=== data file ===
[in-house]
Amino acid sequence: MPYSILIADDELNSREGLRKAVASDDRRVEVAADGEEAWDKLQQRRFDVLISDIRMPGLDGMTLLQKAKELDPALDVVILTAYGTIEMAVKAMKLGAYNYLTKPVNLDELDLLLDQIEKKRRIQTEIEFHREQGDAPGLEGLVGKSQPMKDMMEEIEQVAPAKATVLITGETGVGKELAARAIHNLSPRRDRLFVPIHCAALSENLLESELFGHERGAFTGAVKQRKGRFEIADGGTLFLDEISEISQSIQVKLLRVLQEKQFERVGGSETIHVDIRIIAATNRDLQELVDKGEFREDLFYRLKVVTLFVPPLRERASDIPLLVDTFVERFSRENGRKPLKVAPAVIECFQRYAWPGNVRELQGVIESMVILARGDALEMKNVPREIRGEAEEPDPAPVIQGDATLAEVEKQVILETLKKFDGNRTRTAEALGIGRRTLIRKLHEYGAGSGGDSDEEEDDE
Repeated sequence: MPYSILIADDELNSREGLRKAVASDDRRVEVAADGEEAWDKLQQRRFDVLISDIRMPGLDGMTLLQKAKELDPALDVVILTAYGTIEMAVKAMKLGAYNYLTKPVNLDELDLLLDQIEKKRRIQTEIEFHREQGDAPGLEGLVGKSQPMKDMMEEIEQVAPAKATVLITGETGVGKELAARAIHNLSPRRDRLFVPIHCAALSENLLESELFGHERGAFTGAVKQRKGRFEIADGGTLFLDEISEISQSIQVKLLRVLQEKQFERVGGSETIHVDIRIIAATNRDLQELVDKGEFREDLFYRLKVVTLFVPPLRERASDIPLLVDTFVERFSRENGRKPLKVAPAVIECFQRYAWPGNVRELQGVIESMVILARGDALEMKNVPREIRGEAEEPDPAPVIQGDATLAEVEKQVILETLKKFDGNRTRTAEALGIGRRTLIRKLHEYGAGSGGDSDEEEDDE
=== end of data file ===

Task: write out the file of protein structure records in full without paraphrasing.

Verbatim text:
[in-house]
Amino acid sequence: MPYSILIADDELNSREGLRKAVASDDRRVEVAADGEEAWDKLQQRRFDVLISDIRMPGLDGMTLLQKAKELDPALDVVILTAYGTIEMAVKAMKLGAYNYLTKPVNLDELDLLLDQIEKKRRIQTEIEFHREQGDAPGLEGLVGKSQPMKDMMEEIEQVAPAKATVLITGETGVGKELAARAIHNLSPRRDRLFVPIHCAALSENLLESELFGHERGAFTGAVKQRKGRFEIADGGTLFLDEISEISQSIQVKLLRVLQEKQFERVGGSETIHVDIRIIAATNRDLQELVDKGEFREDLFYRLKVVTLFVPPLRERASDIPLLVDTFVERFSRENGRKPLKVAPAVIECFQRYAWPGNVRELQGVIESMVILARGDALEMKNVPREIRGEAEEPDPAPVIQGDATLAEVEKQVILETLKKFDGNRTRTAEALGIGRRTLIRKLHEYGAGSGGDSDEEEDDE
Repeated sequence: MPYSILIADDELNSREGLRKAVASDDRRVEVAADGEEAWDKLQQRRFDVLISDIRMPGLDGMTLLQKAKELDPALDVVILTAYGTIEMAVKAMKLGAYNYLTKPVNLDELDLLLDQIEKKRRIQTEIEFHREQGDAPGLEGLVGKSQPMKDMMEEIEQVAPAKATVLITGETGVGKELAARAIHNLSPRRDRLFVPIHCAALSENLLESELFGHERGAFTGAVKQRKGRFEIADGGTLFLDEISEISQSIQVKLLRVLQEKQFERVGGSETIHVDIRIIAATNRDLQELVDKGEFREDLFYRLKVVTLFVPPLRERASDIPLLVDTFVERFSRENGRKPLKVAPAVIECFQRYAWPGNVRELQGVIESMVILARGDALEMKNVPREIRGEAEEPDPAPVIQGDATLAEVEKQVILETLKKFDGNRTRTAEALGIGRRTLIRKLHEYGAGSGGDSDEEEDDE